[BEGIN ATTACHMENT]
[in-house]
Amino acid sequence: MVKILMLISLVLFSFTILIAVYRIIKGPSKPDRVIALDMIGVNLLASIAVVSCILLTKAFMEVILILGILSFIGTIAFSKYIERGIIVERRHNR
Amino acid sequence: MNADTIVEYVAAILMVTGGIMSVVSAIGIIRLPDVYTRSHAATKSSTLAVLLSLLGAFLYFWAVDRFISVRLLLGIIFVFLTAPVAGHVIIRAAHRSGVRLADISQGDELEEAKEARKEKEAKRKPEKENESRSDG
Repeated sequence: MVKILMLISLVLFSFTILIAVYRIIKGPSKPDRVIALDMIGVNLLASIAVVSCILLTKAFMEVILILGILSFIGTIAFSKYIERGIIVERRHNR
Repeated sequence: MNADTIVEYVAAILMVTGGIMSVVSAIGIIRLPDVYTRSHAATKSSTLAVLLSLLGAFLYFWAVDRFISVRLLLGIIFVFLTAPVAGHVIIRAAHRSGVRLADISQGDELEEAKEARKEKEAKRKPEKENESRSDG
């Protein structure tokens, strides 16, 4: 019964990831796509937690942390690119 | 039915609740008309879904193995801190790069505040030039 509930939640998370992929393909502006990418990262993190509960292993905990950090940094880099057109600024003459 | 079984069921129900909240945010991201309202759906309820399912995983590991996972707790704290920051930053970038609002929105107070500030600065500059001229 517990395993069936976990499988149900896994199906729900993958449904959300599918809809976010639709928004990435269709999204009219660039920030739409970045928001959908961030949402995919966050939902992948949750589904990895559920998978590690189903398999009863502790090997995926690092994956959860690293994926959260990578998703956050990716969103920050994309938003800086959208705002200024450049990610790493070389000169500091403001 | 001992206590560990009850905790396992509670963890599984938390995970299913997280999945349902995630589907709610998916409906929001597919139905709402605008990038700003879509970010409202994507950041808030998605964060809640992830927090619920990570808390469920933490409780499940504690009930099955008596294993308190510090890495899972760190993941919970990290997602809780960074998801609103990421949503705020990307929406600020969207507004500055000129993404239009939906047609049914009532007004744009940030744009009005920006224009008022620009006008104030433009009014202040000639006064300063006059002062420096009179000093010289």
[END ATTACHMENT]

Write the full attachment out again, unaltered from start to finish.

[in-house]
Amino acid sequence: MVKILMLISLVLFSFTILIAVYRIIKGPSKPDRVIALDMIGVNLLASIAVVSCILLTKAFMEVILILGILSFIGTIAFSKYIERGIIVERRHNR
Amino acid sequence: MNADTIVEYVAAILMVTGGIMSVVSAIGIIRLPDVYTRSHAATKSSTLAVLLSLLGAFLYFWAVDRFISVRLLLGIIFVFLTAPVAGHVIIRAAHRSGVRLADISQGDELEEAKEARKEKEAKRKPEKENESRSDG
Repeated sequence: MVKILMLISLVLFSFTILIAVYRIIKGPSKPDRVIALDMIGVNLLASIAVVSCILLTKAFMEVILILGILSFIGTIAFSKYIERGIIVERRHNR
Repeated sequence: MNADTIVEYVAAILMVTGGIMSVVSAIGIIRLPDVYTRSHAATKSSTLAVLLSLLGAFLYFWAVDRFISVRLLLGIIFVFLTAPVAGHVIIRAAHRSGVRLADISQGDELEEAKEARKEKEAKRKPEKENESRSDG
């Protein structure tokens, strides 16, 4: 019964990831796509937690942390690119 | 039915609740008309879904193995801190790069505040030039 509930939640998370992929393909502006990418990262993190509960292993905990950090940094880099057109600024003459 | 079984069921129900909240945010991201309202759906309820399912995983590991996972707790704290920051930053970038609002929105107070500030600065500059001229 517990395993069936976990499988149900896994199906729900993958449904959300599918809809976010639709928004990435269709999204009219660039920030739409970045928001959908961030949402995919966050939902992948949750589904990895559920998978590690189903398999009863502790090997995926690092994956959860690293994926959260990578998703956050990716969103920050994309938003800086959208705002200024450049990610790493070389000169500091403001 | 001992206590560990009850905790396992509670963890599984938390995970299913997280999945349902995630589907709610998916409906929001597919139905709402605008990038700003879509970010409202994507950041808030998605964060809640992830927090619920990570808390469920933490409780499940504690009930099955008596294993308190510090890495899972760190993941919970990290997602809780960074998801609103990421949503705020990307929406600020969207507004500055000129993404239009939906047609049914009532007004744009940030744009009005920006224009008022620009006008104030433009009014202040000639006064300063006059002062420096009179000093010289």